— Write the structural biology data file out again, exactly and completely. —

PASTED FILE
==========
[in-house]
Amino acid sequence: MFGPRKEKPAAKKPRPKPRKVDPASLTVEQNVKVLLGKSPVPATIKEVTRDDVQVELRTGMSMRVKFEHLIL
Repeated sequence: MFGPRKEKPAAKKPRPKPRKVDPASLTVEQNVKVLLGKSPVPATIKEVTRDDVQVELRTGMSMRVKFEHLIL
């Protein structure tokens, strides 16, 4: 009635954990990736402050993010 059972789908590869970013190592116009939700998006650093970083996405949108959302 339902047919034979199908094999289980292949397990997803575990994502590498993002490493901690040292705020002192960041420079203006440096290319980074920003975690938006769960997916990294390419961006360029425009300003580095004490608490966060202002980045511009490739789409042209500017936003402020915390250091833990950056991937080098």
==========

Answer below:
[in-house]
Amino acid sequence: MFGPRKEKPAAKKPRPKPRKVDPASLTVEQNVKVLLGKSPVPATIKEVTRDDVQVELRTGMSMRVKFEHLIL
Repeated sequence: MFGPRKEKPAAKKPRPKPRKVDPASLTVEQNVKVLLGKSPVPATIKEVTRDDVQVELRTGMSMRVKFEHLIL
């Protein structure tokens, strides 16, 4: 009635954990990736402050993010 059972789908590869970013190592116009939700998006650093970083996405949108959302 339902047919034979199908094999289980292949397990997803575990994502590498993002490493901690040292705020002192960041420079203006440096290319980074920003975690938006769960997916990294390419961006360029425009300003580095004490608490966060202002980045511009490739789409042209500017936003402020915390250091833990950056991937080098």